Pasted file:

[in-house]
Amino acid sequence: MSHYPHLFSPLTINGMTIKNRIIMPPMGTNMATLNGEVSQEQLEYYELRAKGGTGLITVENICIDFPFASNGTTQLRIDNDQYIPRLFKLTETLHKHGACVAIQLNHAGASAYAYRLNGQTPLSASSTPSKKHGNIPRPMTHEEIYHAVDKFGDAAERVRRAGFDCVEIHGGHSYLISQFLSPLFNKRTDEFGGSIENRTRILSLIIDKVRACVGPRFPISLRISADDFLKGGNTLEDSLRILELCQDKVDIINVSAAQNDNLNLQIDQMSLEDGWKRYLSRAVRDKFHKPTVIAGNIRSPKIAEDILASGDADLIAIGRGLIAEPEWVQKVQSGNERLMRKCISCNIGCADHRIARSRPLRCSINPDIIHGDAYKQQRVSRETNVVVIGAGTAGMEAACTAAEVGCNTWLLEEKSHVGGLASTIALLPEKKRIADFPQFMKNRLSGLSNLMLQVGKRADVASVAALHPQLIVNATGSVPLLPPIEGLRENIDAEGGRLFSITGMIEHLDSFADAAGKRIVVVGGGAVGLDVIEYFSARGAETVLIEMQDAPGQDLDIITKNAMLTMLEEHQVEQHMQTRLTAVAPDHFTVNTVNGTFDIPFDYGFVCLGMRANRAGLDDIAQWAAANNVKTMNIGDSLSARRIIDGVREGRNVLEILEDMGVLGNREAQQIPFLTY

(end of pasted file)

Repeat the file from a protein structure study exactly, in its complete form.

[in-house]
Amino acid sequence: MSHYPHLFSPLTINGMTIKNRIIMPPMGTNMATLNGEVSQEQLEYYELRAKGGTGLITVENICIDFPFASNGTTQLRIDNDQYIPRLFKLTETLHKHGACVAIQLNHAGASAYAYRLNGQTPLSASSTPSKKHGNIPRPMTHEEIYHAVDKFGDAAERVRRAGFDCVEIHGGHSYLISQFLSPLFNKRTDEFGGSIENRTRILSLIIDKVRACVGPRFPISLRISADDFLKGGNTLEDSLRILELCQDKVDIINVSAAQNDNLNLQIDQMSLEDGWKRYLSRAVRDKFHKPTVIAGNIRSPKIAEDILASGDADLIAIGRGLIAEPEWVQKVQSGNERLMRKCISCNIGCADHRIARSRPLRCSINPDIIHGDAYKQQRVSRETNVVVIGAGTAGMEAACTAAEVGCNTWLLEEKSHVGGLASTIALLPEKKRIADFPQFMKNRLSGLSNLMLQVGKRADVASVAALHPQLIVNATGSVPLLPPIEGLRENIDAEGGRLFSITGMIEHLDSFADAAGKRIVVVGGGAVGLDVIEYFSARGAETVLIEMQDAPGQDLDIITKNAMLTMLEEHQVEQHMQTRLTAVAPDHFTVNTVNGTFDIPFDYGFVCLGMRANRAGLDDIAQWAAANNVKTMNIGDSLSARRIIDGVREGRNVLEILEDMGVLGNREAQQIPFLTY